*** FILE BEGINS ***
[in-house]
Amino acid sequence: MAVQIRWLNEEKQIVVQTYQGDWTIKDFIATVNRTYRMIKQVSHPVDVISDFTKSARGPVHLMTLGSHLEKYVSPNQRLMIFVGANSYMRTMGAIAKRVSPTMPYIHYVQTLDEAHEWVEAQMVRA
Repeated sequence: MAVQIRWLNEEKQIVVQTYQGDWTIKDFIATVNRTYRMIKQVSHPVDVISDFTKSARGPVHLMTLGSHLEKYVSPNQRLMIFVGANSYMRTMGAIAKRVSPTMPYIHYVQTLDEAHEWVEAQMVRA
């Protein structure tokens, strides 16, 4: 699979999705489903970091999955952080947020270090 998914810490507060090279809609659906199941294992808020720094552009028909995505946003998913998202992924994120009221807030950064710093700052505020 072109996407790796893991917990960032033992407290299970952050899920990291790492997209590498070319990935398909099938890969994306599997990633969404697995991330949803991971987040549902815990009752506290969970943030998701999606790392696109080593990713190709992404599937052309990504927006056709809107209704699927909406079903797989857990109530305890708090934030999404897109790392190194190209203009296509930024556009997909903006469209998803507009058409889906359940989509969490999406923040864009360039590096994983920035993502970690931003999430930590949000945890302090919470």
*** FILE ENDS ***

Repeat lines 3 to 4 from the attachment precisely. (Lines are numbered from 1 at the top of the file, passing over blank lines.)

Repeated sequence: MAVQIRWLNEEKQIVVQTYQGDWTIKDFIATVNRTYRMIKQVSHPVDVISDFTKSARGPVHLMTLGSHLEKYVSPNQRLMIFVGANSYMRTMGAIAKRVSPTMPYIHYVQTLDEAHEWVEAQMVRA
């Protein structure tokens, strides 16, 4: 699979999705489903970091999955952080947020270090 998914810490507060090279809609659906199941294992808020720094552009028909995505946003998913998202992924994120009221807030950064710093700052505020 072109996407790796893991917990960032033992407290299970952050899920990291790492997209590498070319990935398909099938890969994306599997990633969404697995991330949803991971987040549902815990009752506290969970943030998701999606790392696109080593990713190709992404599937052309990504927006056709809107209704699927909406079903797989857990109530305890708090934030999404897109790392190194190209203009296509930024556009997909903006469209998803507009058409889906359940989509969490999406923040864009360039590096994983920035993502970690931003999430930590949000945890302090919470």